The Melbourne Girls Grammar community was saddened to learn of the recent passing of Rosemary Balmford (Norris, 1950). She was a pioneering woman in law and ornithology. In 2012 Rosemary was appointed a Member of the Order of Australia for service to the judiciary, the practice of law in Victoria, and the study of ornithology.
Rosemary was educated at Melbourne Girls Grammar and graduated in 1950. Following in her father’s footsteps, she continued her studies in law.
Rosemary’s career as a lawyer, law lecturer and judge included several significant milestones for the Victorian legal profession.
In 1956 she graduated with a Bachelor of Laws (LLB) from the University of Melbourne with the Supreme Court prize for the top-ranked student, and became the first woman appointed to a permanent lecturing position in the Melbourne Law School in 1957.
Rosemary became a partner in the law firm Whiting & Byrne in 1960 at a time when very few city law firms had a female solicitor, much less a female partner. In 1969 she left Whiting & Byrne to study for an MBA. At the completion of her studies she became the founding executive director (1971–1977) of the Leo Cussen Institute for Continuing Legal Education. She also served as a Senior Member of the Commonwealth Administrative Appeals Tribunal (1983-1993) which presided over the milestone Deborah Wardley sexual discrimination case.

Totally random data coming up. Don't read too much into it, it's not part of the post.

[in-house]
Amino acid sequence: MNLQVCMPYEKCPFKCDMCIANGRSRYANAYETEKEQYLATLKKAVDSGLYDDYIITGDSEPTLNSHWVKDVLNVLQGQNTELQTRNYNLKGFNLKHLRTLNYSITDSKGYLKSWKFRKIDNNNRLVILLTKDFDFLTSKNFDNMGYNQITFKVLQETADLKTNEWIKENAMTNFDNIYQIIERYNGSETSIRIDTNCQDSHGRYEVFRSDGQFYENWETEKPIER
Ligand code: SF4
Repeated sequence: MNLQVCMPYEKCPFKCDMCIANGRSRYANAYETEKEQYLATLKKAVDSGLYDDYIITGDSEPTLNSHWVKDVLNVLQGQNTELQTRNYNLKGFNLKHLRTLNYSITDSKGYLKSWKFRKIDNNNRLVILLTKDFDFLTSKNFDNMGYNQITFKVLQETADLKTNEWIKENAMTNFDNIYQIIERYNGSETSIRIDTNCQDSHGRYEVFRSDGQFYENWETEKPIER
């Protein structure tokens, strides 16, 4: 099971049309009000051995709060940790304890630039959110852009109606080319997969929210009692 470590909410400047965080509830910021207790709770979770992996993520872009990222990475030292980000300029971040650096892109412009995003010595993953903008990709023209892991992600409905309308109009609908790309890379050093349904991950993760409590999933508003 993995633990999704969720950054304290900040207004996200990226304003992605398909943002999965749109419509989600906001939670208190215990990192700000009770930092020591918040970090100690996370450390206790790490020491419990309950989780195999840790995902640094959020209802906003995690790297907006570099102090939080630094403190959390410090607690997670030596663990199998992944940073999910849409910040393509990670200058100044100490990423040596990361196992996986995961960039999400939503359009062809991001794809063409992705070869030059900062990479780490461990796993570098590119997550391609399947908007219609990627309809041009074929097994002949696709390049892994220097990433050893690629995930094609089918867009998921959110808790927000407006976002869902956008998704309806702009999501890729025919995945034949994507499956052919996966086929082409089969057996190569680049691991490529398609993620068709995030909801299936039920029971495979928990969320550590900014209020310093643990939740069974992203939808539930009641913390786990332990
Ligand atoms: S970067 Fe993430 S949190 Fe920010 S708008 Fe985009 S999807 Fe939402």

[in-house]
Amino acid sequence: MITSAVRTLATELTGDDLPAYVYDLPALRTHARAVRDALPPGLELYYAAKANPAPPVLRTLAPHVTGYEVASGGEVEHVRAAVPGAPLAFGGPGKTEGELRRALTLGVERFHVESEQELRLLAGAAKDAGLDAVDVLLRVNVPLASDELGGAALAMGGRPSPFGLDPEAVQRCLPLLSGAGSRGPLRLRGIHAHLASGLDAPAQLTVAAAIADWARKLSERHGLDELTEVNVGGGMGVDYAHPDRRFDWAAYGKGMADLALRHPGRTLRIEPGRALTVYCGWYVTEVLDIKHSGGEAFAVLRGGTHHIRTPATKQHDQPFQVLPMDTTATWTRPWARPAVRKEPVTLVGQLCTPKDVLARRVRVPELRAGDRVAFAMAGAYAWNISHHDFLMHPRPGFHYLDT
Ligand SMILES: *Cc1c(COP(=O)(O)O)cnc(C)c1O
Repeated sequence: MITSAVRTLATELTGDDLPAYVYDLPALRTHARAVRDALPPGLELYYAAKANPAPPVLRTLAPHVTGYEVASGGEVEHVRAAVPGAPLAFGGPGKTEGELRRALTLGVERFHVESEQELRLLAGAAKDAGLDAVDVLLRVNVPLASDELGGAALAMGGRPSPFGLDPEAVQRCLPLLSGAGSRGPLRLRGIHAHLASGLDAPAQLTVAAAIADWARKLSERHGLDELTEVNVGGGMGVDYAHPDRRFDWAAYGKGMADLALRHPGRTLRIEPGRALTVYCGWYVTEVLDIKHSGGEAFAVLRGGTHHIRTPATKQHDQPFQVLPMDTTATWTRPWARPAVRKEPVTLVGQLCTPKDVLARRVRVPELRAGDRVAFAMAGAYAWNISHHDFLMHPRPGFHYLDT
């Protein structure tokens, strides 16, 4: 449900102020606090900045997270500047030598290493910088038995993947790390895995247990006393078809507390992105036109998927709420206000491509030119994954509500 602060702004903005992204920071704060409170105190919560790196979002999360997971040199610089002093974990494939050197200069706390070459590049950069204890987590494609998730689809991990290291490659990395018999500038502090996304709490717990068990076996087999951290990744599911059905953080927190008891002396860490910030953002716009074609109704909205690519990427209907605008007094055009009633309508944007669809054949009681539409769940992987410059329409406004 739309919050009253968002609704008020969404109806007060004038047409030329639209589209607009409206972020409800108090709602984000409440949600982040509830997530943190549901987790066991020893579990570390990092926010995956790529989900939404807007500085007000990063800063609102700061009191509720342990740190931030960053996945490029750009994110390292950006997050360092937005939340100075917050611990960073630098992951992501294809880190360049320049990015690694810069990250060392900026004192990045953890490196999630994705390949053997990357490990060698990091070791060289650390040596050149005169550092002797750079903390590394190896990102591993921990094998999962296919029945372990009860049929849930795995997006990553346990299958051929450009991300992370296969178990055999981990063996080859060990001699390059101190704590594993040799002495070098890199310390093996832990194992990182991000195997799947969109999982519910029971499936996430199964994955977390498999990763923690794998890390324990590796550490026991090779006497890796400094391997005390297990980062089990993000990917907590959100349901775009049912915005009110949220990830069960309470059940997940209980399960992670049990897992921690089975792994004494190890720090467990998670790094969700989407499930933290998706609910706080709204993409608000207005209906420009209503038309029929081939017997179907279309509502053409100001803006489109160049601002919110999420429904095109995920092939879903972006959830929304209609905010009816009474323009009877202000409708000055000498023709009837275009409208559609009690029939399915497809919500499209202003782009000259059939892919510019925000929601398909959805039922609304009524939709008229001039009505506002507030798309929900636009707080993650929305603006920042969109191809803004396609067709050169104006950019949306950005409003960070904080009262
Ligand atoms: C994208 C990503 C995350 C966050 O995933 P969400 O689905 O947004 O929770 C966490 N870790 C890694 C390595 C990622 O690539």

In 1993 she was appointed a Judge of the County Court, and in 1996 was the first woman appointed Judge of the Supreme Court of Victoria.
When Rosemary was admitted to practise as a barrister and solicitor of the Supreme Court of Victoria in 1956, it was unthinkable that there would ever be a female judge of that Court. Forty years later, the Premier Jeff Kennett, announced her appointment to the bench.
In 1998 she received an Honorary Doctor of Laws (LLD) from Monash University.
Rosemary retired from the bench in 2003 after a 40-plus year career in the legal industry.
Rosemary was also a keen amateur naturalist. With a special interest in ornithology, her contributions to this field almost equalled those made to the Australian law sector. Rosemary was an active member of bird organisations and held the position of Secretary with the Royal Australasian Ornithologists Union (RAOU) and the Victorian Ornithological Research Group. She published books and articles on the subject and has helped pioneer bird atlassing in Australia.
In her memoirs, A Funny Course for a Woman, Rosemary Balmford told the story of her life in Melbourne and how changes over that time – in technology, education opportunities and attitudes – made it possible for a woman to advance in the legal profession. Today there are 11 female judges on the Supreme Court of Victoria.
The Melbourne Girls Grammar community extends heartfelt condolences to Rosemary’s loved ones.
Click here to learn more about the Old Grammarians Society.